This blog was originally published here.
Collegiality is the cooperative relationship between colleagues – between people who are in league together. It comes of shared experiences and shared goals and a commitment to the well-being of both the project or institution and the individuals involved. It means knowing you can ask for help when you need it and offer insight when you have it. It is good for your soul and it gets good results.
I learned firsthand about collegiality while in seminary, right here at the Montreal Diocesan Theological College. Faculty and students shared a depth of commitment to one another and to the church that I continue to draw upon, both formally and informally. One of the challenges of ordained ministry is that it can, in a funny sort of way, be lonely. Priests and deacons are, of course, in contact with many, many people every week but most of us (I’m an exception!) don’t go into an office where we work side by side with other church leaders. The relationships I formed at Dio provide me with a network of people across the diocese with whom I can collaborate, commiserate, and celebrate. My work, my faith, and my vision is stronger as a result – and I trust theirs is, too!
It was this experience of collegiality that inspired me to kick start Conversation 2014, a conference for Canadian Anglican clergy born after 1973. I wanted colleagues all over the country, not just in this diocese and, happily, I am not alone in that desire. On June 17th, thanks to a generous grant from General Synod, a small crowd of young(er) clergy will arrive at Cathedral Place for three days of learning and praying together.
Conversation 2014 is an “unconference”. That means that there is no key note speaker or outside expert joining us. Instead, the content of the conference will be generated by the participants as we share our own experiences, expertise, passions, and concerns. Conferences of this style allow for themes to emerge and develop according to the needs and interests of those attending and can result in projects or extended conversations that bear fruit well into the future.
One question that often comes up when people hear about Conversation 2014 is why it is limited to clergy of a certain age. Younger clergy will always be in the minority at any other conference – having one to ourselves gives us a chance to monopolize the conversation. As younger clergy, we have a particular perspective – one that has less past and more future as we lack the experience of our older colleagues but are looking to build lives in the church for many years to come. This is not a better or a worse perspective but it does, I believe, offer some interesting insights and see some interesting possibilities.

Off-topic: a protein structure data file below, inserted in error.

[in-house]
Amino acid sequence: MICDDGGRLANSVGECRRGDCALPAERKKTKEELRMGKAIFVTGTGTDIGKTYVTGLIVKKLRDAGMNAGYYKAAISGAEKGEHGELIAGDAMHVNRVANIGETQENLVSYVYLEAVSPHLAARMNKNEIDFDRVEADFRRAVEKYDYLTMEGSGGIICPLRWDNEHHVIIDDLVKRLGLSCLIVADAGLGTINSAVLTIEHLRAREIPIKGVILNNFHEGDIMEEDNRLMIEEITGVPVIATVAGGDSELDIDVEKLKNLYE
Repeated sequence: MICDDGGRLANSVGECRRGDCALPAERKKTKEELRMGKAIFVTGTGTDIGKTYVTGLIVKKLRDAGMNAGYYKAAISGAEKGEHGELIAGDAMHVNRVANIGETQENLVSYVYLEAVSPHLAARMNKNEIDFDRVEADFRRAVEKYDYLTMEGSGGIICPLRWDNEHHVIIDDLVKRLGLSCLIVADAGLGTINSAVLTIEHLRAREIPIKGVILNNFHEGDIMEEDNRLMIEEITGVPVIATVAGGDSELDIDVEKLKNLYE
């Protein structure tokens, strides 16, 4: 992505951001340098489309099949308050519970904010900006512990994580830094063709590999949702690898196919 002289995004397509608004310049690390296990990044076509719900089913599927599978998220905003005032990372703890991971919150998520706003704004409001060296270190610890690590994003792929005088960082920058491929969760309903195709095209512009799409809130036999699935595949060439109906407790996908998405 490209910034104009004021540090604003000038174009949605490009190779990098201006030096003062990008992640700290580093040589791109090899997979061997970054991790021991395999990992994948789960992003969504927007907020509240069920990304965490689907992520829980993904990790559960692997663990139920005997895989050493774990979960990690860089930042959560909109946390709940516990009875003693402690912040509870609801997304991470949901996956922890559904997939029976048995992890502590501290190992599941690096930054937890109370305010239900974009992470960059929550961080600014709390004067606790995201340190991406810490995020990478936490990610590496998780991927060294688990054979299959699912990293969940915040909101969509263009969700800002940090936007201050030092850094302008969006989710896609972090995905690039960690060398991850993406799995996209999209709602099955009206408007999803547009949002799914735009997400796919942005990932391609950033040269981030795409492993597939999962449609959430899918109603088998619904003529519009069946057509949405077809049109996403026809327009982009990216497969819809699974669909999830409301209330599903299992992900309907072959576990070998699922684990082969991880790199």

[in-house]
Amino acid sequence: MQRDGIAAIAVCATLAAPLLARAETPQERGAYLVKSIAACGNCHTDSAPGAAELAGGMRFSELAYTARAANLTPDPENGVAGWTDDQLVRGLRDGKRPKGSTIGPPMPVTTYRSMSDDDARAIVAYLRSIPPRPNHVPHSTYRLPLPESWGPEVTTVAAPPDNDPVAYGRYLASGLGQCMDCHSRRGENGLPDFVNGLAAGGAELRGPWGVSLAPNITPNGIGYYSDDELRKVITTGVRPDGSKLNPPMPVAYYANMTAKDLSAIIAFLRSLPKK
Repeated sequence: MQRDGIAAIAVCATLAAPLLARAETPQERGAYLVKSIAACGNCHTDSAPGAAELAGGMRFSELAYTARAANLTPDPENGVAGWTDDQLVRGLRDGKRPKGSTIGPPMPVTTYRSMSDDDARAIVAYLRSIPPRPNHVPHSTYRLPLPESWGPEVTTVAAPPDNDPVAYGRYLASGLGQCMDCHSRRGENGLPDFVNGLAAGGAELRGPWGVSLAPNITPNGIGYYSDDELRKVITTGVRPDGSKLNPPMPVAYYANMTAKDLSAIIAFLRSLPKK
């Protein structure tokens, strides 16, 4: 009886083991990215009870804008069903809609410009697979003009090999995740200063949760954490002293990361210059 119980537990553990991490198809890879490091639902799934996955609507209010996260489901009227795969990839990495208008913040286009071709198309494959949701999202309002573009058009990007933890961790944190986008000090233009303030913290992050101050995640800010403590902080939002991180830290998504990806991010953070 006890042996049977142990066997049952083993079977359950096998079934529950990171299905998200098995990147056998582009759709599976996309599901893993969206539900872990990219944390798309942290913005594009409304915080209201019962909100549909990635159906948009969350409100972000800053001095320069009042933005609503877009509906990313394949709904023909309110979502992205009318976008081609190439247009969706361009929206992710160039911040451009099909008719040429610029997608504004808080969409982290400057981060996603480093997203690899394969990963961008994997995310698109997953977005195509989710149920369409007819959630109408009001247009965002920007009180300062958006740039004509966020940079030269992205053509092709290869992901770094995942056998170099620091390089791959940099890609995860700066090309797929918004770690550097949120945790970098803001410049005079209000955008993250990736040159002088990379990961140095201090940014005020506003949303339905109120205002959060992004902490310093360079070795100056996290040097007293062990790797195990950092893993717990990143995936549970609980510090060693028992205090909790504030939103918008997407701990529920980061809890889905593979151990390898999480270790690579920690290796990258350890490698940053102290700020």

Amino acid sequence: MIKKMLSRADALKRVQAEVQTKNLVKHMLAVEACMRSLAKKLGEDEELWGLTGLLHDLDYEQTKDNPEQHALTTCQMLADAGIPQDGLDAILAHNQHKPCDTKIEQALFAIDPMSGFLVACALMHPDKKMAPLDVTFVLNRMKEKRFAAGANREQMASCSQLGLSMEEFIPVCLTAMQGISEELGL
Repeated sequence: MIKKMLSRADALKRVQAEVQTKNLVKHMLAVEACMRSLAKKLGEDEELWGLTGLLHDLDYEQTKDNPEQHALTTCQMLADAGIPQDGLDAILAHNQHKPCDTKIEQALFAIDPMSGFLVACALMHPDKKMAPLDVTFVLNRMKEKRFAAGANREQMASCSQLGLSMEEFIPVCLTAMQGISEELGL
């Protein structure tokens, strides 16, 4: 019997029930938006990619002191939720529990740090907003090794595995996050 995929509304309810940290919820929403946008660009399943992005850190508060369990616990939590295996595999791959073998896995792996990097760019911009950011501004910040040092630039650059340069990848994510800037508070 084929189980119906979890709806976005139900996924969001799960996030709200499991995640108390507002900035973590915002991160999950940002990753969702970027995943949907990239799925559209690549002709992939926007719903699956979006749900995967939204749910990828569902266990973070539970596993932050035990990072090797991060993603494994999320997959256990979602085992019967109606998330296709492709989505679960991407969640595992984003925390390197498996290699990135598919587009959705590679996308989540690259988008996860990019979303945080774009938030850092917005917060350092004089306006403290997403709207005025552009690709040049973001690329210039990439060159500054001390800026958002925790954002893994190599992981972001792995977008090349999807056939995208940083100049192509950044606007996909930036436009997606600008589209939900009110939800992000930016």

Of course, our generation is as diverse as any and the conference will gather people from many different contexts with very different lives. Participants are coming from the far north, out west, and down east where they serve little rural parishes and big urban ones or where they work in hospitals, schools, or the military. Some of us are parents, some of us are single, some of us are conservative, and some of us are radical leftists. There will be much we do not agree on and many experiences that are not shared but we are gathering with a desire to learn from one another and grow in community together.
We won’t, however, be all alone in this process. Janet Marshall, Montreal’s own diocesan congregational development officer, will help us hear one another more clearly and Eileen Scully, director of Faith, Worship, and Ministry, will help us communicate our thoughts to the broader church. Many conversations will begin at Conversation 2014 and we are committed to ensuring they don’t end there.
The biggest reason, however, for a conference of young clergy is the promise of collegiality. This cohort has an opportunity to begin building a network of colleagues now that extends across the country and will sustain its members, their ministries, and the church for the decades to come. We will not be younger clergy forever but, God willing, we will be working in this beloved church of ours for a long time. I, for one, would rather do that work together.